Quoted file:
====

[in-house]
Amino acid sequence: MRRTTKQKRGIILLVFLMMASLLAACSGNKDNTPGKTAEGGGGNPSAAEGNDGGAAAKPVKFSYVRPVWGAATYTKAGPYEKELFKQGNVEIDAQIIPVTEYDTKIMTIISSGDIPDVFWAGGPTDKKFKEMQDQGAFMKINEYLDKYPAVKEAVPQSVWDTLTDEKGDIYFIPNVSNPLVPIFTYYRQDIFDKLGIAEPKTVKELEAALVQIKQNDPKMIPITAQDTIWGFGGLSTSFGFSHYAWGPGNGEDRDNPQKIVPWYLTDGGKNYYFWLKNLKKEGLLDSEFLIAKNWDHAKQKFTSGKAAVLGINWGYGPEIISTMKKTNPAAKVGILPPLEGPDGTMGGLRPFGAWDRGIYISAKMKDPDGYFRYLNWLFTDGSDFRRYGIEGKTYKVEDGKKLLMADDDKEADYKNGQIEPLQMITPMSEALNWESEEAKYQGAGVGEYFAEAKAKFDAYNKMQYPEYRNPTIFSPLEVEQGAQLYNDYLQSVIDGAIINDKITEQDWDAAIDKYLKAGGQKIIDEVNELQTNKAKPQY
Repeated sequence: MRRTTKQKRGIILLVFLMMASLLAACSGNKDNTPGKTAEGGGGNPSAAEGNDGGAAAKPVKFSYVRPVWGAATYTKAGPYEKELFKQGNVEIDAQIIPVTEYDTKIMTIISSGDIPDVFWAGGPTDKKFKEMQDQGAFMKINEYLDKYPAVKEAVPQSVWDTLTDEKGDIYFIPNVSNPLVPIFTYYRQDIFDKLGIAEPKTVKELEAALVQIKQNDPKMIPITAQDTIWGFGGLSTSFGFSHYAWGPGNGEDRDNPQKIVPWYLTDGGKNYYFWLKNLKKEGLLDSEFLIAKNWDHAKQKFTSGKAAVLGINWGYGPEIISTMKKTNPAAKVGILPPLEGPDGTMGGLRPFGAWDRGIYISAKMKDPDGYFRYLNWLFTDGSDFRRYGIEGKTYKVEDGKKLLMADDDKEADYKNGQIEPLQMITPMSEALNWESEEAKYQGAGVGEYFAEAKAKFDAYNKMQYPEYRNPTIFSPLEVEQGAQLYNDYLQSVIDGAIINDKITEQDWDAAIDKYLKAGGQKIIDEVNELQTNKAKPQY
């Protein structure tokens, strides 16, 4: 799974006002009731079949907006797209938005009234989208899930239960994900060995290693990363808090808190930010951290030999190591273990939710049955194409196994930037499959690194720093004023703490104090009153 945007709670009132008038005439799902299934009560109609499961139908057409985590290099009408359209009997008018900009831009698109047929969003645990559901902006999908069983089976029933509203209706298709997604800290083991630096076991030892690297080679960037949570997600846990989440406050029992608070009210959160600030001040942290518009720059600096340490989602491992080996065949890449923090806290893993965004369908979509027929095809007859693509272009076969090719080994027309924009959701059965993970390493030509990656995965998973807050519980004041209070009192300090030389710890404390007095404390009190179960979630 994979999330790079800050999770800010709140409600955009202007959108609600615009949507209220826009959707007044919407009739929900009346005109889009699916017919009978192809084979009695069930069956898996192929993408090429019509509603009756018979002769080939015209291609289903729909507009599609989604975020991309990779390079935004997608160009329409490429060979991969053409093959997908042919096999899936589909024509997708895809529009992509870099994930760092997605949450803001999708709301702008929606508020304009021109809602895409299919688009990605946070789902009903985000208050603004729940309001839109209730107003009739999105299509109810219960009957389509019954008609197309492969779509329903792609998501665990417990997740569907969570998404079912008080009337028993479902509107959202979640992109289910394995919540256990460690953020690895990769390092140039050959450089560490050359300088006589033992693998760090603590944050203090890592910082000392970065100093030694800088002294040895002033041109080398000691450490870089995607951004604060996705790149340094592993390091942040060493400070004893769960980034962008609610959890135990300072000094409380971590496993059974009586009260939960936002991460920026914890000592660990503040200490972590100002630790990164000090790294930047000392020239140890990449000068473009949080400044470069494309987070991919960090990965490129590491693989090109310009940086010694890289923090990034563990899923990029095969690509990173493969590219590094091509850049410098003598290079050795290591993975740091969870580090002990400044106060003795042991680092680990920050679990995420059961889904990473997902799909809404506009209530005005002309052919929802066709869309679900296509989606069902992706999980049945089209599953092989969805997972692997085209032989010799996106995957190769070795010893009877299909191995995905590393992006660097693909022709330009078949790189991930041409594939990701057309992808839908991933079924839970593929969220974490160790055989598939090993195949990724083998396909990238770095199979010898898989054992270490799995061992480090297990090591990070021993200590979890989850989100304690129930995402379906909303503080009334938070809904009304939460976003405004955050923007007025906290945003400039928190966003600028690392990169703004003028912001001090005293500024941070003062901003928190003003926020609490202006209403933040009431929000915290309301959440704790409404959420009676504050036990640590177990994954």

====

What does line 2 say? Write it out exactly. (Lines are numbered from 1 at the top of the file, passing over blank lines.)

Amino acid sequence: MRRTTKQKRGIILLVFLMMASLLAACSGNKDNTPGKTAEGGGGNPSAAEGNDGGAAAKPVKFSYVRPVWGAATYTKAGPYEKELFKQGNVEIDAQIIPVTEYDTKIMTIISSGDIPDVFWAGGPTDKKFKEMQDQGAFMKINEYLDKYPAVKEAVPQSVWDTLTDEKGDIYFIPNVSNPLVPIFTYYRQDIFDKLGIAEPKTVKELEAALVQIKQNDPKMIPITAQDTIWGFGGLSTSFGFSHYAWGPGNGEDRDNPQKIVPWYLTDGGKNYYFWLKNLKKEGLLDSEFLIAKNWDHAKQKFTSGKAAVLGINWGYGPEIISTMKKTNPAAKVGILPPLEGPDGTMGGLRPFGAWDRGIYISAKMKDPDGYFRYLNWLFTDGSDFRRYGIEGKTYKVEDGKKLLMADDDKEADYKNGQIEPLQMITPMSEALNWESEEAKYQGAGVGEYFAEAKAKFDAYNKMQYPEYRNPTIFSPLEVEQGAQLYNDYLQSVIDGAIINDKITEQDWDAAIDKYLKAGGQKIIDEVNELQTNKAKPQY